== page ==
2. It’s hard to say he gets tired, but with the knuckleball being such a feel pitch, it would make sense that he might struggle early in games. And he has a .734 OPS allowed on his first 25 pitches. The first isn’t his worst inning, though, so maybe there’s not much of a pattern. His worst innings are the fifth and sixth actually, with 24 runs allowed between the two. Maybe all the time off will make it so he struggles to get a feel early. You’ll hear this on the broadcast, so I’ll say it here. The strategy is if it’s high, let it fly. If it’s low, let it go.
  3. Wright has been amazing against lefties, holding them to a .544 OPS while righties have hit him a bit better with a .666 OPS. Eric Hosmer has a homer against him and Alcides Escobar is three for seven in his career against him, if you’re looking for anything noteworthy in a limited sample.

This will be a test for Kennedy, who has been so good lately. He has his season ERA down to 3.58 in 148.1 innings, which is really good. He’s striking hitters out, he’s walking few enough to make the ratio good and he’s not giving up many hits. He does give up the homers, though, as you know. In his last five starts, he’s allowed three runs in 34 innings. But he hasn’t pitched against this lineup in Boston in that stretch, and I’m a little worried about it. He did face the Red Sox earlier this year and was solid, giving up two runs on six hits over 5.2 innings with nine strikeouts. So there’s that. I’m just hopeful he can keep the ball in the yard, for the most part, in this one. He’s allowed homers to Ortiz and Young and been hit fairly hard by Aaron Hill, but has done a nice job in a limited sample. Ramirez is interestingly 4 for 24 against him in his career, so that’s good.

The Forecast

First Pitch Temperature: 82° F
Wind: NW at 5-10 mph
Cloud Cover: Mostly Sunny/Clear
Precipitation: 15% chance of showers/thunderstorms

Game 2, Saturday: Danny Duffy vs. David Price

The Royals get the ace in this one, and while the overall numbers don’t look especially great for Price, he’s still so hard to beat. He’s still getting deep into games and getting strikeouts and not walking batters. He’s been hittable this year, which is weird for him, but he’s still tough. Price started the year on a bad note and had an ERA over 5.00 at the end of May. He started turning things around before that, though, and is 8-7 with a 3.17 ERA in his last 20 starts. That may not be quite the level the Red Sox were hoping for with their huge contract to him, but it’s very good. He went 7.1 against the Royals earlier this year in a win and gave up just two runs on five hits while striking out five and walking one.

Three things to watch for against Price:

  1. It’s notable that his velocity on his fastball is down this year, to about 93-94 MPH, same as his sinker. It’s also notable that he’s throwing the sinker a fair amount more this year than he did last season. I’m not sure if that’s an effort to account for his new home park or what, but that’s interesting. He also throws a cutter and a very good changeup. Nothing has been hit especially hard, though he has allowed nine homers on his sinker and the curve he throws occasionally has been hit for power when it’s been hit.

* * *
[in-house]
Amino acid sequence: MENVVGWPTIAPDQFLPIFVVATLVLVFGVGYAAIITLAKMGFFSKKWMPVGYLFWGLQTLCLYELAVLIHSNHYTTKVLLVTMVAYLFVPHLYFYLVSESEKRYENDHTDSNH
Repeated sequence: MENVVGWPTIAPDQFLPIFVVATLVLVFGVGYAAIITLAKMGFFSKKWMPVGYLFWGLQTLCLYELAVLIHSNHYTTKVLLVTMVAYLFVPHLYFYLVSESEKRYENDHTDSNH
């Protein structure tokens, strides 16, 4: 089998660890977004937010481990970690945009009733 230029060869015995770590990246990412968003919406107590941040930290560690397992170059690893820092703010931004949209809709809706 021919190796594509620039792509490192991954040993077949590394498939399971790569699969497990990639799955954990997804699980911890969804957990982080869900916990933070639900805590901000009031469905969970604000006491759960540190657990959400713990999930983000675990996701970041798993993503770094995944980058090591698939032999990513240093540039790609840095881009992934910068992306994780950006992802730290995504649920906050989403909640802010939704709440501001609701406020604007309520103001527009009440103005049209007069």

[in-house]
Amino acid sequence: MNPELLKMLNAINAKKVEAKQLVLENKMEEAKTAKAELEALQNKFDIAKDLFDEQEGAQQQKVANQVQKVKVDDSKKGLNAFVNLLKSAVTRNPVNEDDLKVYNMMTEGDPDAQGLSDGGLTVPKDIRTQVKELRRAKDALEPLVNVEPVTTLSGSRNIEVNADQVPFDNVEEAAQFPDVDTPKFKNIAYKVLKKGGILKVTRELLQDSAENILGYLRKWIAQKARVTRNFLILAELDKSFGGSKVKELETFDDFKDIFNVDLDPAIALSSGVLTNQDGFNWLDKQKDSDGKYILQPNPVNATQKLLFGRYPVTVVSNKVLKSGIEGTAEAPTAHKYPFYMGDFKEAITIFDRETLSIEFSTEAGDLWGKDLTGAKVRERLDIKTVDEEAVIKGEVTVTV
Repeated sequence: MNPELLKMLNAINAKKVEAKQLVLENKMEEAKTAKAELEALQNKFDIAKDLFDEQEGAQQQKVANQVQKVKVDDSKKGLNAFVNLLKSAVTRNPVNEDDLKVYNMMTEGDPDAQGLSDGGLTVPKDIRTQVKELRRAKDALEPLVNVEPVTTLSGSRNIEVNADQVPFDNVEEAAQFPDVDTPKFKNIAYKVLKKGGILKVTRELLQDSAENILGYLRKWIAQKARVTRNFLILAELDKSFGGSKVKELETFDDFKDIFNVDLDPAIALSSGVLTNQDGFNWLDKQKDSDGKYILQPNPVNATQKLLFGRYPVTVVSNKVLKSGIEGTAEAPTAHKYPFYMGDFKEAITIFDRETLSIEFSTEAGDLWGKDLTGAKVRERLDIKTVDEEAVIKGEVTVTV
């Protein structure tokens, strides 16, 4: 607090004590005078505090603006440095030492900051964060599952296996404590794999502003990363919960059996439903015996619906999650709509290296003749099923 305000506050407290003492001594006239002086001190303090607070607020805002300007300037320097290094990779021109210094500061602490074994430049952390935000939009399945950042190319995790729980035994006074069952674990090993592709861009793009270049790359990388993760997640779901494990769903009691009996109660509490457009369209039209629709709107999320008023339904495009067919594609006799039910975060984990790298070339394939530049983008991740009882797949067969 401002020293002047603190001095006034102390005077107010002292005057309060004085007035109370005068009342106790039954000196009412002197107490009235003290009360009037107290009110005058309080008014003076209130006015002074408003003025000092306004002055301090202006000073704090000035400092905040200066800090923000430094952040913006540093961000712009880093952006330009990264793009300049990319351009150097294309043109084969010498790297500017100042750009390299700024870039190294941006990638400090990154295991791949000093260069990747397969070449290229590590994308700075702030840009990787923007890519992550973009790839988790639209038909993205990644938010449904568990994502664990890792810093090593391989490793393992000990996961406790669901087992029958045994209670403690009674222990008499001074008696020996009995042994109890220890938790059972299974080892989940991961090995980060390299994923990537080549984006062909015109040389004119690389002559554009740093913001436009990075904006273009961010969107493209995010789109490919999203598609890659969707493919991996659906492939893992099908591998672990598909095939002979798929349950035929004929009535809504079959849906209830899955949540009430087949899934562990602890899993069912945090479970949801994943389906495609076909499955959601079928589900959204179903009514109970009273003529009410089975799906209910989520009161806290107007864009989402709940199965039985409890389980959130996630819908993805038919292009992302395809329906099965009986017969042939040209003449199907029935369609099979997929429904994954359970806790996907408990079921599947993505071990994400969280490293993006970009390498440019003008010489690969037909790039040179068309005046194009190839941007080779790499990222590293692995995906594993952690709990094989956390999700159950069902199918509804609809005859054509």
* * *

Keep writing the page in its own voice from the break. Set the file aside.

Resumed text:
2. I wonder if Price throws too many strikes. As his stuff is maybe declining, being in the strike zone early may not be a great thing for him. He’s allowed a .422 average and .789 slugging percentage when the at bat ends on the first pitch this year. And even when it doesn’t, hitters have a .326/.348/.558 line when they do swing at the first pitch against him. It’s a risky tactic because if you make an out on that pitch, you keep him around the game longer, but if the pitch is there, it seems to be working for opponents to swing early and go get it.
  3. He has almost no platoon split this season with lefties hitting .263/.296/.415 compared to righties hitting .261/.309/.411. Current Royals haven’t had much success against him. Salvador Perez and Lorenzo Cain each have homers off him, but Escobar has a .529 OPS, Alex Gordon has a .500 OPS, Kendrys Morales has a .459 OPS and Hosmer has a .300 OPS. These are all in at least 17 plate appearances, which still isn’t enough to make a judgment, but the early returns are less than good.

Like Kennedy, this is a real test for Duffy, who hasn’t had his best stuff in his last couple starts. You sure wouldn’t know it by the numbers, though. The Royals ace has gone 14.1 innings in his last two starts and allowed two runs on 11 hits with nine strikeouts and four walks. As I do every time Duffy pitches, I go over the numbers. As a starter, he’s 11-1 with a 2.61 ERA in 19 starts spanning 120.2 innings. Since the pitch restrictions were lifted, he’s 11-1 with a 2.50 Era in 16 starts, spanning 108 innings. And since a couple rough starts in June, he’s 9-0 with a 2.14 ERA in 11 starts spanning 80 innings. Yes, he’s averaging better than seven innings per start. Oh, and the Royals won all 11 of those starts. Pretty good. He’s 0-3 with a 5.61 ERA in five career starts against Boston, which includes a 6.56 ERA in three starts in Fenway Park. This is not a kind park to lefties, so we’ll see how Duffy fares. A great start could really boost his Cy Young candidacy. He hasn’t faced anyone on the Red Sox more than 11 times, but Shaw, Bradley, Ortiz and Pedroia have all hit him well in very limited matchups.